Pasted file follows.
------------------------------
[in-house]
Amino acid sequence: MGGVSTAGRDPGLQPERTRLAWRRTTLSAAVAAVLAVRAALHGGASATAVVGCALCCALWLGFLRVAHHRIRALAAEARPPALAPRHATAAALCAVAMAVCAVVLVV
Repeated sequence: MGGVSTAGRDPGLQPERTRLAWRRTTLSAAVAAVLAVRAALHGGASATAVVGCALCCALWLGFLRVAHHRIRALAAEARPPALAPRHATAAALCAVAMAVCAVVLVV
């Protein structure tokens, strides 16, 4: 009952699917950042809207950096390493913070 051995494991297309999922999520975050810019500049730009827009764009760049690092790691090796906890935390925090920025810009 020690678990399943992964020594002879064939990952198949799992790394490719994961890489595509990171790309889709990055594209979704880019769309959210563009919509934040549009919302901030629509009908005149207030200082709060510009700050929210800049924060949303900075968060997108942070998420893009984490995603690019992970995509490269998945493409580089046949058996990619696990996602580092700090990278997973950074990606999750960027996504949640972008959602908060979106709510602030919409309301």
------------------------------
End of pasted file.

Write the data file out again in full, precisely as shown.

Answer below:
[in-house]
Amino acid sequence: MGGVSTAGRDPGLQPERTRLAWRRTTLSAAVAAVLAVRAALHGGASATAVVGCALCCALWLGFLRVAHHRIRALAAEARPPALAPRHATAAALCAVAMAVCAVVLVV
Repeated sequence: MGGVSTAGRDPGLQPERTRLAWRRTTLSAAVAAVLAVRAALHGGASATAVVGCALCCALWLGFLRVAHHRIRALAAEARPPALAPRHATAAALCAVAMAVCAVVLVV
């Protein structure tokens, strides 16, 4: 009952699917950042809207950096390493913070 051995494991297309999922999520975050810019500049730009827009764009760049690092790691090796906890935390925090920025810009 020690678990399943992964020594002879064939990952198949799992790394490719994961890489595509990171790309889709990055594209979704880019769309959210563009919509934040549009919302901030629509009908005149207030200082709060510009700050929210800049924060949303900075968060997108942070998420893009984490995603690019992970995509490269998945493409580089046949058996990619696990996602580092700090990278997973950074990606999750960027996504949640972008959602908060979106709510602030919409309301």